Candelabra Counts

Of all the major directors of the past 20 years, Steven Soderbergh has always seemed the least emotional. His movies certainly never take a bath in the stuff. So it doesn’t sound like much to call Behind The Candelabra (HBO, 5.26) his most emotional and touching work. But I don’t mean it lightly. This HBO movie (which will play theatrically in Europe) truly touches bottom and strikes a chord. It’s a sad (but not glum or downish), movingly performed drama about a kind of marriage that begins well and then goes south after five years. Richard LaGravanese‘s script is complex, fleshed-out and recognizably human at every turn, and performed with considerable feeling and vulnerability by Michael Douglas (easily the top contender right now for a Best Actor prize) and Matt Damon.

Behind The Candelabra star Michael Douglas during this morning’s Cannes Film Festival press conference.

The flavor and the hook, of course, is that the “marriage” is a kind of father-son, rich-poor, sexual predator-young kid thing between the 50ish Liberace (Douglas) and the much younger Scott Thorson (Damon). Like all relationships it begins well and then turns bizarre with plastic surgery detours and then goes sharply south due to Thorson’s self-esteem issues and drug addiction and, at the very end, ultra-frosty vibes from Liberace and his staff, and then a lawsuit. But it ends compassionately, tenderly.

The five years that Liberace and Scott Thorson had together were like any other passionate coupling, subject to the same ups and downs. Okay, not subject to the enormously flamboyant lifestyle that was Liberace’s daily bread and butter, but otherwise it’s just another love affair that flourishes for a time and then runs its course.

Douglas really moved me. He’s not “doing” Liberace as much as playing a European man of many varied influences and tastes and attitudes — a fully realized fellow funnelled through a skilled inhabiting of a highly colorful performer. He’ll probably win the Cannes Film Festival’s Best Actor award, or at the very least is a hot contender. Things didn’t look good for Douglas during his cancer scare, as we all know, and then Candelabra happened and he’s now got a performance under his belt that he can be genuinely proud of the rest of his days. Douglas choked up a bit when he talked about this during the press conference. I felt what he was feeling, and good for him.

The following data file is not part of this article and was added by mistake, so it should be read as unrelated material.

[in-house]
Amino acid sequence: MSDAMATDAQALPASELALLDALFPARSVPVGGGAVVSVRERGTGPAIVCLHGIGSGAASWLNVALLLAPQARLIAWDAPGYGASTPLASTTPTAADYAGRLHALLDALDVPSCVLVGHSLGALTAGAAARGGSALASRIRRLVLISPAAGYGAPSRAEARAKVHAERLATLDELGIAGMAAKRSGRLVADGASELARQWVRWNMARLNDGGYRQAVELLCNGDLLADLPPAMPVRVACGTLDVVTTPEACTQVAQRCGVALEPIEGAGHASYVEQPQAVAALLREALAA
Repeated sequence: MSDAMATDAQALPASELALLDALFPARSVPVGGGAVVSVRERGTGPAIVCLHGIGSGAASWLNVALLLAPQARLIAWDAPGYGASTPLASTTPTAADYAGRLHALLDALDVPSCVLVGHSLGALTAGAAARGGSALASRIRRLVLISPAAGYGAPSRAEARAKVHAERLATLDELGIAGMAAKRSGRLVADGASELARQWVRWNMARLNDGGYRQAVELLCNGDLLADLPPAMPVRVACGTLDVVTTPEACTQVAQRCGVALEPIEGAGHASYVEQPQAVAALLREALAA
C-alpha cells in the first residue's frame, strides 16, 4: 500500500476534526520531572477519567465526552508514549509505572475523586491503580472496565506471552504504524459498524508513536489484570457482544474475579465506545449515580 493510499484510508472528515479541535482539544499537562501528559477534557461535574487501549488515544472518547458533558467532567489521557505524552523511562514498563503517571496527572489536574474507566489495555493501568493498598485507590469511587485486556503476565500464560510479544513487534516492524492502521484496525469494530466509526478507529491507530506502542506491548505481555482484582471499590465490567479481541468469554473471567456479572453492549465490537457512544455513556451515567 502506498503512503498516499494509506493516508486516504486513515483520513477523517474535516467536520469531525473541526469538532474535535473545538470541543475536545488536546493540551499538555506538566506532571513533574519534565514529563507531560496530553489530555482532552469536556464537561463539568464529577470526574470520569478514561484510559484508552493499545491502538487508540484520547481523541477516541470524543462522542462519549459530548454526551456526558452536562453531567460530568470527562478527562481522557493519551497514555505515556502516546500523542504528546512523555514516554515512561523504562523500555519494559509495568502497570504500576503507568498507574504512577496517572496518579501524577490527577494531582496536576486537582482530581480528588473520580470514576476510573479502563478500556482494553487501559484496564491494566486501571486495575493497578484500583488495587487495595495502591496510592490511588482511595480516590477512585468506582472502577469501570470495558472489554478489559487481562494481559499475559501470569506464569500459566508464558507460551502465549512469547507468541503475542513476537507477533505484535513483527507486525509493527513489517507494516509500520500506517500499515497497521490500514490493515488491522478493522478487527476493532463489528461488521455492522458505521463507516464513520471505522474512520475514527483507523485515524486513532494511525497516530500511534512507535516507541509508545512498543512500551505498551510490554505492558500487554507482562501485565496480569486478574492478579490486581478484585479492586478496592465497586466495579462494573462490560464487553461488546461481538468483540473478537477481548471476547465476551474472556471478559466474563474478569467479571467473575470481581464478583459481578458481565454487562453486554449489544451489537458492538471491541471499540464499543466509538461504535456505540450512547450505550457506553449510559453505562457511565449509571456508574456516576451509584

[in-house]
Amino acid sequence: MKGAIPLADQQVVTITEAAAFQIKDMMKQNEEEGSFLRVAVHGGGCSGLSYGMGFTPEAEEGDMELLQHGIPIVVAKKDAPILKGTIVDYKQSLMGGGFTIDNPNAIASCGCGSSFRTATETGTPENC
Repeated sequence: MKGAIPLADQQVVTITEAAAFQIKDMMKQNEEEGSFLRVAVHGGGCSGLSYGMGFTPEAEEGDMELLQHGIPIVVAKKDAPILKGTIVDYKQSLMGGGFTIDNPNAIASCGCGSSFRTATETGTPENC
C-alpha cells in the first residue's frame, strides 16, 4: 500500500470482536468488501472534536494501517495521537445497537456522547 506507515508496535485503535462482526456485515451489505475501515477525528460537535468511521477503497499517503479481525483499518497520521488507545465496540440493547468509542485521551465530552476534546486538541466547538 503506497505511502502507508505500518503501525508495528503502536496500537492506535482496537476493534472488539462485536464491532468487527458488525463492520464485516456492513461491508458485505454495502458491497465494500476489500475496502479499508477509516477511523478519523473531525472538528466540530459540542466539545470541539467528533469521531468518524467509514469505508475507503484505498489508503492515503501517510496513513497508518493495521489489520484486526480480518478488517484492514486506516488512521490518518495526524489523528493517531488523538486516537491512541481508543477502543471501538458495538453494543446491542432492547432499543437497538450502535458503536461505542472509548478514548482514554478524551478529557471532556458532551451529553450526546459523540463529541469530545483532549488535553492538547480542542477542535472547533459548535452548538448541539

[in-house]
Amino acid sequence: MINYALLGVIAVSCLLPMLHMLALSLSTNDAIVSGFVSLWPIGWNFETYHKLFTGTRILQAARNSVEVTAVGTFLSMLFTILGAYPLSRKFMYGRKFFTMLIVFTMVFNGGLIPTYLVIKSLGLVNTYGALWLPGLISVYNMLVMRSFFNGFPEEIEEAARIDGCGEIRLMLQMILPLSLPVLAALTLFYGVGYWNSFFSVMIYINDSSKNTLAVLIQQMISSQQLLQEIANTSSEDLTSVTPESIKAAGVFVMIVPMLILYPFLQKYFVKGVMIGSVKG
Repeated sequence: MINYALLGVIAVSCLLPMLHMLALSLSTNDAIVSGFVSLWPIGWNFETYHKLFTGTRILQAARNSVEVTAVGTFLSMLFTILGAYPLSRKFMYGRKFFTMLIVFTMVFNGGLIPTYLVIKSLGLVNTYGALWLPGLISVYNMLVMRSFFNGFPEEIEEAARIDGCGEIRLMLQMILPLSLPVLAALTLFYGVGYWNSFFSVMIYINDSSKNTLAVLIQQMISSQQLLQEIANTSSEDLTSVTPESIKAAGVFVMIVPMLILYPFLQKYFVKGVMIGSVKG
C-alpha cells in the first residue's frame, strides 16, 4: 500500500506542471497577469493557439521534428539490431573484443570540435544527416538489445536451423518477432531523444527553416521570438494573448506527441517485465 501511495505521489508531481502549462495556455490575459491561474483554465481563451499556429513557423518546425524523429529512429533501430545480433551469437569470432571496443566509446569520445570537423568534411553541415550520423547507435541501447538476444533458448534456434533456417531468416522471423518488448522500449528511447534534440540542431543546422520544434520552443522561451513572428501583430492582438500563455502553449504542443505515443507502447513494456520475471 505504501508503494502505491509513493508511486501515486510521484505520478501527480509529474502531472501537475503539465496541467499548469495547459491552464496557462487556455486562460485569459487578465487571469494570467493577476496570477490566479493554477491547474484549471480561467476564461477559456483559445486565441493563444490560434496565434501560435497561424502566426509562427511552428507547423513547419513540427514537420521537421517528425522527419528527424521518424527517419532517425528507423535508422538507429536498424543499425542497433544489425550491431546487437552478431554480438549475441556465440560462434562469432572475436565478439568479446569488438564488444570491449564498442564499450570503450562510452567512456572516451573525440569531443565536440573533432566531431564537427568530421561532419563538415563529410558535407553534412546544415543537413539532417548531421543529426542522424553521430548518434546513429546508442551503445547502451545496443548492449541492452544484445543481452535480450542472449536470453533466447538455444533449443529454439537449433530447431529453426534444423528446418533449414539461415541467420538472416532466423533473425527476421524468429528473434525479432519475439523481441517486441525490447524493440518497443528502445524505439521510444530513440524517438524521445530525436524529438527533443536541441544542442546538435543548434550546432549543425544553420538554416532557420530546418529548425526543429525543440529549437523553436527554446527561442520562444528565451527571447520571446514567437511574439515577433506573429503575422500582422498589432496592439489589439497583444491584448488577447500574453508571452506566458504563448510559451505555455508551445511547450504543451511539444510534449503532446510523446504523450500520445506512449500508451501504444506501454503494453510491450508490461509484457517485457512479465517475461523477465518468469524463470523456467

I have to cut out. Claire DenisLes Salauds (Bastards) starts in 25 minutes.

Matt Damon during press conference.

Steven Soderbergh.

  • filmsof dust

    You need to get over it Jeff, you don’t write a column anymore. You tweet and write blog posts. Welcome to the 21st Century. Be thankful you still get ad payments for it.

  • filmsof dust

    Also, Behind the Candelabra is terrible and you really should stop holding water for Soderbergh.

    • moosenuts99

      Great criticism! Some real Manny Farber-level shit there. Almost makes it seem like you watched the film. Almost.

  • Perfect Tommy

    Nice review, but last year’s rave for “Haywire” makes me take it with a shaker of salt.

    • “Haywire” is beautiful.

      • Deliox

        No, it’s okay. Traffic is beautiful.

      • Mechanical Shark

        At the very least, Gina Carano is, and that’s enough.

    • MovieSquad

      Pretty sure Wells has never met a Soderbergh movie he didn’t rave about.

    • moosenuts99

      Yes. Because Haywaire and Candlelabra look exactly the same and the same as Soderbergh’s last three films.

      Good comment!!

      • Perfect Tommy

        My comment isn’t about Soderbergh’s films (many of which I love), but Wells’ reviews of SS’s films. Hope he is right about this one.

    • Vinci_Smetana

      In Contention headline says “Brilliant ‘Behind the Candelabra’ deserves biggest screen possible”

  • Correcting Jeff

    “He’s not “doing” Liberace as much as playing a European man of many varied influences and tastes and attitudes — a fully realized fellow funnelled through a skilled inhabiting of a highly colorful performer.”

    Liberace was American, a Cheesehead.

    • George Prager

      Yes, (according to the imdb) a first generation American (yes Wisconsin) , born Wladziu Valentino Liberace, who grew up in the 20s and 30s, debuted as a solist with the Chicago Symphony at age 14, whose father was a French Horn player for the MIlwaukee Symphony.
      I’ll bet he raced a lot of hot rods in his youth!

  • jeffreyoverstreet

    Can’t wait to see the blu-ray cover, with the all-caps blurb across the top: “TRULY TOUCHES BOTTOM!” – HOLLYWOOD ELSEWHERE

  • Eloi Wrath

    Surprised Wells didn’t lob a couple of insults towards Damon’s Hanes undershirt and Old Navy top next to the suited-up Soderbergh/Douglas.

  • Going to have to watch this at someone’s house with HBO. Glad to see Douglas doing good work again.

  • chien_clean

    My aunt:”Michael Douglas is playing Liberace? Oh I loved Liberace so much!”. After a few clips:”He’s gonna do gay stuff?”. Me:”well yea, Liberace was gay, they’re doing his life story”. Her:”ohhh”. Disapointed that Michael Douglas would do that. So I had to say:”it’s just pretend kisses, you know, Michael won’t actually do it”.

    I love her anyway. 😉